During jumping, to maximise the effectiveness of the calf and achilles, a proximal-to-distal sequencing should occur, with hip extension followed by knee extension and finally followed by ankle plantar flexion. During a squat jump, gastrocnemius and soleus exhibit stretch and recoil of their series elastic tissues in the catapult-like manner that has been associated with power amplification. Therefore, increasing proximal joint moments early in the jump motion facilitates plantar flexor stretch and stretch-shortening cycle ability.
Jumping performance is enhanced when ankle rotation, peak ankle moment and peak ankle power occur late during propulsion. Therefore, it may be most beneficial if the joint that extends last is driven by elastic recoil of a tendon (ankle).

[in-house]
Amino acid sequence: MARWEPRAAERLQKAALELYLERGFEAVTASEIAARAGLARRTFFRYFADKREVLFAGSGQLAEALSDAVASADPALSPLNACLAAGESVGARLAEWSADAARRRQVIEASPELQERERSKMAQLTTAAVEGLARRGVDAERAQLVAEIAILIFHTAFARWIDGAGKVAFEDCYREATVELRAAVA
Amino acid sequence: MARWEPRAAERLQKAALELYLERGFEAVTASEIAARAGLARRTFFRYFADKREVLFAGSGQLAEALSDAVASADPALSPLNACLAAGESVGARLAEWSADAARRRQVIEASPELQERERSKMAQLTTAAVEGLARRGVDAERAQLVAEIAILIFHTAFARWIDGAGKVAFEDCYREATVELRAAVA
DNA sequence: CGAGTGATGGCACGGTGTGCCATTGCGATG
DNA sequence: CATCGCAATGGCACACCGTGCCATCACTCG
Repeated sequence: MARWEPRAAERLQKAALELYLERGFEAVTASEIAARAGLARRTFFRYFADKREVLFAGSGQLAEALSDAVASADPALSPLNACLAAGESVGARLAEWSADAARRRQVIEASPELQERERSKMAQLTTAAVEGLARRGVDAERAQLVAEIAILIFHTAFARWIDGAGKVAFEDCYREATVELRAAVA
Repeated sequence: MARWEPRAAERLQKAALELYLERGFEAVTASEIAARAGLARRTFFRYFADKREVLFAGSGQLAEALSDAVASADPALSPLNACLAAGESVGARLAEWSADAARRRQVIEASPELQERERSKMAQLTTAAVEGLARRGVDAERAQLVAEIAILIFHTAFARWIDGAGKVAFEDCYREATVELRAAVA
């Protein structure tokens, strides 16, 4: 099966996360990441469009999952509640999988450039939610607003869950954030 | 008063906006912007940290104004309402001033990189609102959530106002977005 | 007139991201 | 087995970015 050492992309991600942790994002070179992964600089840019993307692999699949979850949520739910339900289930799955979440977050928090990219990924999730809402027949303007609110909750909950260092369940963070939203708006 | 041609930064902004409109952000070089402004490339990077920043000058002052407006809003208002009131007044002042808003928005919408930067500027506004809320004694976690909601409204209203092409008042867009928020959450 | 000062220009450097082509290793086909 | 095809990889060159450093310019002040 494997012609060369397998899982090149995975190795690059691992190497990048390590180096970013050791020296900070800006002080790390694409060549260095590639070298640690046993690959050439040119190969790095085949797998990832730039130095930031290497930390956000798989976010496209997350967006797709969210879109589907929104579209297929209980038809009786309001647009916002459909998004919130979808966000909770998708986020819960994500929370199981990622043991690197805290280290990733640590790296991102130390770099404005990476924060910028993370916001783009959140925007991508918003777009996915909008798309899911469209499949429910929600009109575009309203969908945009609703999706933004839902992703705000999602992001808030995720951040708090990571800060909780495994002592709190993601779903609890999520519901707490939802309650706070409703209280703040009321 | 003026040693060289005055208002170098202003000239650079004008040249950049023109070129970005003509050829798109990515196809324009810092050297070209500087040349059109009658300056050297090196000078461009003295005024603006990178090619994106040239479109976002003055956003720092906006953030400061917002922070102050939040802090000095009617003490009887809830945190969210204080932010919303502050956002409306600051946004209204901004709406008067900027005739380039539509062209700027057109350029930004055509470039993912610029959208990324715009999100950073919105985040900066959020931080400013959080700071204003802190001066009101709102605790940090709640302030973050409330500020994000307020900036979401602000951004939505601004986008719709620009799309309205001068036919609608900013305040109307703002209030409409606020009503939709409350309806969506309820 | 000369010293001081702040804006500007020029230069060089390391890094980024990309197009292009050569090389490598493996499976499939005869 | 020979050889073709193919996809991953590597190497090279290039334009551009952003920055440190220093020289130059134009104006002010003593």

Bobbert, M. F. (2001). Dependence of human squat jump performance on the series elastic compliance of the triceps surae: a simulation study. J. Exp. Biol. 204, 533-542.
Bobbert, M.F., Van Soest, A.J. (2001). Why Do People Jump the Way They Do? Exercise and Sport Science Reviews. 19, 95-102
Farris, D.J., Lichtwark, G.A., Brown, N.A., Cresswel, A.G. (2016). The role of human ankle plantar flexor muscle-tendon interaction and architecture in maximal vertical jumping examined in vivo.
Journal of Experimental Biology, 219, 528 - 534.